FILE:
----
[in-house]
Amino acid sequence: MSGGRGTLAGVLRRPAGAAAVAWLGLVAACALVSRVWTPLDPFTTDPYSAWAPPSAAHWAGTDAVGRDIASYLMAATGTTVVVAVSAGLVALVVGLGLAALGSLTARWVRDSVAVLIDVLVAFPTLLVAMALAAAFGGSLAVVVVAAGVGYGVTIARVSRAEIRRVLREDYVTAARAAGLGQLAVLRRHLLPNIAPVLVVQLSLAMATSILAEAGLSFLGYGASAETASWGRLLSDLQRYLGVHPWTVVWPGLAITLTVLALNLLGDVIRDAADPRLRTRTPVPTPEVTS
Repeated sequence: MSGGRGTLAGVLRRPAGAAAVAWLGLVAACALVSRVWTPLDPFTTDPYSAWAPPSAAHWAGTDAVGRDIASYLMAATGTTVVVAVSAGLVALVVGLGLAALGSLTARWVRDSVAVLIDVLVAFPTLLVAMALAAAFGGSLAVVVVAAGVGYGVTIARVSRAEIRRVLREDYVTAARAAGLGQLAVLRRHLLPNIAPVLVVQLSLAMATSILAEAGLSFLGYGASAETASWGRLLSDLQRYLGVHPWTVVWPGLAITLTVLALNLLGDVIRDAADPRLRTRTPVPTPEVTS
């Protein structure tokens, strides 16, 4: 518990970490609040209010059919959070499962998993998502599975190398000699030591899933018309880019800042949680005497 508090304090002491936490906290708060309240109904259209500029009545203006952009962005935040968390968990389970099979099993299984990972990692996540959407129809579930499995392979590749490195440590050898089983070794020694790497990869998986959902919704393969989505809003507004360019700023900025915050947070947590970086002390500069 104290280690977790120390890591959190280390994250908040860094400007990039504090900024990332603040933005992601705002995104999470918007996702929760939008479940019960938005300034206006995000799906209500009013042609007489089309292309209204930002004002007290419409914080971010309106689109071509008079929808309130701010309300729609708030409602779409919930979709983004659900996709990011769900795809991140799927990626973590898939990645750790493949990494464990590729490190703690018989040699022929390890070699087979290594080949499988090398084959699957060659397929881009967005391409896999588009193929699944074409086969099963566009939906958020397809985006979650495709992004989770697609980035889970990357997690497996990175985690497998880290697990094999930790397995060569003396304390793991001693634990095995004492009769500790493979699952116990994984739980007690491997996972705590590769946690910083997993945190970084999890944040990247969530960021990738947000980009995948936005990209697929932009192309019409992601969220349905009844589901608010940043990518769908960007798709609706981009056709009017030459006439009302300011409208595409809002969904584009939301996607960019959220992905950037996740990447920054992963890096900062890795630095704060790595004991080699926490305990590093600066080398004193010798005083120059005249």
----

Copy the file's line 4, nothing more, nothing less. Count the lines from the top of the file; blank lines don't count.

């Protein structure tokens, strides 16, 4: 518990970490609040209010059919959070499962998993998502599975190398000699030591899933018309880019800042949680005497 508090304090002491936490906290708060309240109904259209500029009545203006952009962005935040968390968990389970099979099993299984990972990692996540959407129809579930499995392979590749490195440590050898089983070794020694790497990869998986959902919704393969989505809003507004360019700023900025915050947070947590970086002390500069 104290280690977790120390890591959190280390994250908040860094400007990039504090900024990332603040933005992601705002995104999470918007996702929760939008479940019960938005300034206006995000799906209500009013042609007489089309292309209204930002004002007290419409914080971010309106689109071509008079929808309130701010309300729609708030409602779409919930979709983004659900996709990011769900795809991140799927990626973590898939990645750790493949990494464990590729490190703690018989040699022929390890070699087979290594080949499988090398084959699957060659397929881009967005391409896999588009193929699944074409086969099963566009939906958020397809985006979650495709992004989770697609980035889970990357997690497996990175985690497998880290697990094999930790397995060569003396304390793991001693634990095995004492009769500790493979699952116990994984739980007690491997996972705590590769946690910083997993945190970084999890944040990247969530960021990738947000980009995948936005990209697929932009192309019409992601969220349905009844589901608010940043990518769908960007798709609706981009056709009017030459006439009302300011409208595409809002969904584009939301996607960019959220992905950037996740990447920054992963890096900062890795630095704060790595004991080699926490305990590093600066080398004193010798005083120059005249």